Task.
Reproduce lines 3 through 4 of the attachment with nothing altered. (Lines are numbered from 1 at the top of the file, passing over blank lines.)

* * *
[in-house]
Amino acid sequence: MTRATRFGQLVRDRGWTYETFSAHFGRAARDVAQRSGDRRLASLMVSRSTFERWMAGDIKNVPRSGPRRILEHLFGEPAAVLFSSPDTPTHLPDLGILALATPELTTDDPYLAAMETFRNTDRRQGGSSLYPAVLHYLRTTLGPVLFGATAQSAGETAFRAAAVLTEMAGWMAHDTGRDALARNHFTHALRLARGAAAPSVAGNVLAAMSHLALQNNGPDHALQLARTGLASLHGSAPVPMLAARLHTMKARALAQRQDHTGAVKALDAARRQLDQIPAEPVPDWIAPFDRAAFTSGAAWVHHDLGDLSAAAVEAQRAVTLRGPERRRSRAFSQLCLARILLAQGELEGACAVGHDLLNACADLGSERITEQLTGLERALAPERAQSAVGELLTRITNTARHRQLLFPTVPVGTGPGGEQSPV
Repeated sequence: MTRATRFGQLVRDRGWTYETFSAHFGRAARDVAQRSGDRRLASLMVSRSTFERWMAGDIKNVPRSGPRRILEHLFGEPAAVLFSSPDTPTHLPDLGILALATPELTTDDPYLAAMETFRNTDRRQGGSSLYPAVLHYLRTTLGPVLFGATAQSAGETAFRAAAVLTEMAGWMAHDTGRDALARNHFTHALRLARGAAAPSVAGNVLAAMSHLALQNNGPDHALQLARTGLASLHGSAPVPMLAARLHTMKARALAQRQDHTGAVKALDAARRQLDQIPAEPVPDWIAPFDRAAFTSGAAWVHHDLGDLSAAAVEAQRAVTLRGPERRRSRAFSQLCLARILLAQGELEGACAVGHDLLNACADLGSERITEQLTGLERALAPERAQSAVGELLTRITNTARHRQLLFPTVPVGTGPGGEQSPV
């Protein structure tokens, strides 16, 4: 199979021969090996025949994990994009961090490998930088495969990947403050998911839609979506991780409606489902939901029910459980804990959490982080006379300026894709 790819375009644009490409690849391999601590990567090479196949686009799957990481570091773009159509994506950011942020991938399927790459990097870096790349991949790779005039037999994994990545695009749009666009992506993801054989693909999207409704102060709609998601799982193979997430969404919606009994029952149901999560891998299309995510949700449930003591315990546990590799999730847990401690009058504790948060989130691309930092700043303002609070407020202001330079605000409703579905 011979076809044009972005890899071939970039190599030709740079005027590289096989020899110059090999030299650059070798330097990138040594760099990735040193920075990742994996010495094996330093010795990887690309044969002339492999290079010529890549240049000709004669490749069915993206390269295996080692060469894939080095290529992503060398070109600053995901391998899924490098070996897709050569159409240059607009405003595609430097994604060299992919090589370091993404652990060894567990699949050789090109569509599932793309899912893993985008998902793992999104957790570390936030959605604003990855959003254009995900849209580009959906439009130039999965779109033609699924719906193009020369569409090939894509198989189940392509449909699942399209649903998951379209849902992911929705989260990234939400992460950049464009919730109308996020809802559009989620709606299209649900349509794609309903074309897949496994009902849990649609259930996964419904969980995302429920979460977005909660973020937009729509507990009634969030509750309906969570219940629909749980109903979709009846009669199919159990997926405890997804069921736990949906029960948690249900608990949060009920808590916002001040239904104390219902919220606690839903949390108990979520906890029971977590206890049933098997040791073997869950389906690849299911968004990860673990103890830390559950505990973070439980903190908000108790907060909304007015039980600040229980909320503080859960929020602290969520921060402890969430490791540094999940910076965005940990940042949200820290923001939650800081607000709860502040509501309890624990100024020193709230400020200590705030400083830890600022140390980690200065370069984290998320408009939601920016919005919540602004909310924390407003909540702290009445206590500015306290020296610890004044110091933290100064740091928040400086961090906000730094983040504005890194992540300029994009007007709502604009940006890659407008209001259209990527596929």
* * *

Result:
Repeated sequence: MTRATRFGQLVRDRGWTYETFSAHFGRAARDVAQRSGDRRLASLMVSRSTFERWMAGDIKNVPRSGPRRILEHLFGEPAAVLFSSPDTPTHLPDLGILALATPELTTDDPYLAAMETFRNTDRRQGGSSLYPAVLHYLRTTLGPVLFGATAQSAGETAFRAAAVLTEMAGWMAHDTGRDALARNHFTHALRLARGAAAPSVAGNVLAAMSHLALQNNGPDHALQLARTGLASLHGSAPVPMLAARLHTMKARALAQRQDHTGAVKALDAARRQLDQIPAEPVPDWIAPFDRAAFTSGAAWVHHDLGDLSAAAVEAQRAVTLRGPERRRSRAFSQLCLARILLAQGELEGACAVGHDLLNACADLGSERITEQLTGLERALAPERAQSAVGELLTRITNTARHRQLLFPTVPVGTGPGGEQSPV
């Protein structure tokens, strides 16, 4: 199979021969090996025949994990994009961090490998930088495969990947403050998911839609979506991780409606489902939901029910459980804990959490982080006379300026894709 790819375009644009490409690849391999601590990567090479196949686009799957990481570091773009159509994506950011942020991938399927790459990097870096790349991949790779005039037999994994990545695009749009666009992506993801054989693909999207409704102060709609998601799982193979997430969404919606009994029952149901999560891998299309995510949700449930003591315990546990590799999730847990401690009058504790948060989130691309930092700043303002609070407020202001330079605000409703579905 011979076809044009972005890899071939970039190599030709740079005027590289096989020899110059090999030299650059070798330097990138040594760099990735040193920075990742994996010495094996330093010795990887690309044969002339492999290079010529890549240049000709004669490749069915993206390269295996080692060469894939080095290529992503060398070109600053995901391998899924490098070996897709050569159409240059607009405003595609430097994604060299992919090589370091993404652990060894567990699949050789090109569509599932793309899912893993985008998902793992999104957790570390936030959605604003990855959003254009995900849209580009959906439009130039999965779109033609699924719906193009020369569409090939894509198989189940392509449909699942399209649903998951379209849902992911929705989260990234939400992460950049464009919730109308996020809802559009989620709606299209649900349509794609309903074309897949496994009902849990649609259930996964419904969980995302429920979460977005909660973020937009729509507990009634969030509750309906969570219940629909749980109903979709009846009669199919159990997926405890997804069921736990949906029960948690249900608990949060009920808590916002001040239904104390219902919220606690839903949390108990979520906890029971977590206890049933098997040791073997869950389906690849299911968004990860673990103890830390559950505990973070439980903190908000108790907060909304007015039980600040229980909320503080859960929020602290969520921060402890969430490791540094999940910076965005940990940042949200820290923001939650800081607000709860502040509501309890624990100024020193709230400020200590705030400083830890600022140390980690200065370069984290998320408009939601920016919005919540602004909310924390407003909540702290009445206590500015306290020296610890004044110091933290100064740091928040400086961090906000730094983040504005890194992540300029994009007007709502604009940006890659407008209001259209990527596929």